Sunday, February 18, 2018

The Florida Shooting and the Public Schools

With 17 victims killed and a similar number wounded, the Marjory Stoneman Douglas High School shooting was horrific, and all empathize with the victims.
Horrific events like these are salient; that is, they loom large in our minds. As with airline crashes, which have resulted in more death than mass shootings, we, along with the electronic and print media, dramatize the risks of and importance of salient events. Nevertheless, the empathy and sorrow we feel for the victims is neither a logical nor an empirically valid reason for policy changes.
In 1897, 121 years ago, Emile Durkheim wrote Suicide, a sociological study of the correlates of suicide. Durkheim's study suggested that sociological analysis might increasingly contribute to reasoned policy discussion. Unfortunately, that does not seem to have been the case. Much of the policy discussion about the recent uptick in mass shootings is impassioned and lacking in perspective.
Durkheim found that social norms and regulation contribute to suicide rates; similar factors are at play in mass shootings, which are often suicidal. Durkheim found that suicide can result from a sense of not belonging; he also found that it can result from being overwhelmed by social demands; he also found that anomie, an absence of moral coherence or a breakdown of social norms, can play a role. 
Durkheim found that education makes suicide more likely, but social cohesion and religion play a bigger role. Protestants were more likely to commit suicide than were Catholics or Jews, even though Jews were highly educated. As well, suicide rates were higher for unmarried people than for married people and for childless people than for people with children.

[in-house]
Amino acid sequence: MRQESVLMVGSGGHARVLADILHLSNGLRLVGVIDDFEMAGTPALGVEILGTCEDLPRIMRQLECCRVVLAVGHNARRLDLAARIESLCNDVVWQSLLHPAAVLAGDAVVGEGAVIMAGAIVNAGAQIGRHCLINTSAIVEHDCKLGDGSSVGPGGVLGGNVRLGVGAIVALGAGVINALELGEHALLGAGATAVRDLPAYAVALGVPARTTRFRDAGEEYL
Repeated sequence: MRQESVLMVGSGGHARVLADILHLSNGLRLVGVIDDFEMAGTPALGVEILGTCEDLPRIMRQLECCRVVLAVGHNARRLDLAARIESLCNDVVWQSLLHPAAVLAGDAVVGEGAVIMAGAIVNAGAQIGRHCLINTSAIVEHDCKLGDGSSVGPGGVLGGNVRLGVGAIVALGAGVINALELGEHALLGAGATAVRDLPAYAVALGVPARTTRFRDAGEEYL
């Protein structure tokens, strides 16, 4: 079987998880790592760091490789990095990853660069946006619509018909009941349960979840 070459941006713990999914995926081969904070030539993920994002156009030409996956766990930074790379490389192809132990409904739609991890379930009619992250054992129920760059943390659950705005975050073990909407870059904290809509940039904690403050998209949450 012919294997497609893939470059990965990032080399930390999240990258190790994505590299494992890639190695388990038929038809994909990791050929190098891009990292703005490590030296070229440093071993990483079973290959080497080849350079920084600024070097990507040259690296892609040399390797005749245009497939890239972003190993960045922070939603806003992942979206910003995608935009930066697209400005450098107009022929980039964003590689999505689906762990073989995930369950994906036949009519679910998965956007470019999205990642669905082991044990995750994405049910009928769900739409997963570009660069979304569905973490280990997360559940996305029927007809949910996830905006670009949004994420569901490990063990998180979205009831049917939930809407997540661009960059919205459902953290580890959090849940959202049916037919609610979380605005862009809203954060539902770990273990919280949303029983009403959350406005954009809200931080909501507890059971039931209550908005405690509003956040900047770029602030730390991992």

Where do school shootings occur? They occur almost universally in public schools. I went through a list provided by Ballotpedia,_199…, and I noticed that of the first 20 or 30, 100% occured in public school settings, mostly in mid-sized-to-large-sized cities, and in low-income school districts. They also have often been associated with sports events.
The number killed in all of the mass shooting incidents is much smaller than the number killed in airline crashes, which in turn is much smaller than the number killed in automobile crashes.  Salience does not determine importance. 
This CNN piece (…/20-deadliest-mass-shooting…/index.html )
identifies the worst mass shootings in modern history (related and unrelated to schools), and the total of all fatalities arising from them is under 500. In contrast, a single one of any number of airline crashes had roughly 50% of the total number of deaths from mass shootings since 1990. As well, about 40,000 Americans died in automobile crashes in 2016. More than one million have died in car accidents since 1990, compared to under 500 from mass shootings, a ratio of 2,000 to one.
That is not to say that it is not useful to think about ways to reduce or eliminate mass shootings. One point that jumps out is that all of the mass killings at schools have been at public schools. A large majority is not surprising since about 91% of students attend public schools. Nevertheless, given that there have been several hundred school shootings, we would expect about 10% to have been in Catholic and other private schools, but that has not been the case. 
That gets us back to the question of anomie, normlessness, and its opposite, excessive social control. Since 1990 there has been a increase in political correctness and a decline in religious belief (see…/qa-why-millennials-are-less-r…/ ). In other words, there has been increasing academic control, increasing peer pressure, and decreasing religious participation. As well, there has been declining participation in society, as Robert Putnam points out in Bowling Alone.
Perhaps the public education system needs to be taken to task; and perhaps the American media with its idolization of celebrity, narcissism, and new age morality should be as well.  As well, given that there are sociological reasons for mass shootings, we might conclude that different locales require different solutions.  

A generic, federal solution to a variegated problem is as useless as looking for a single solution to airline crashes. Different locales need to develop optimal policies based on their unique characteristics.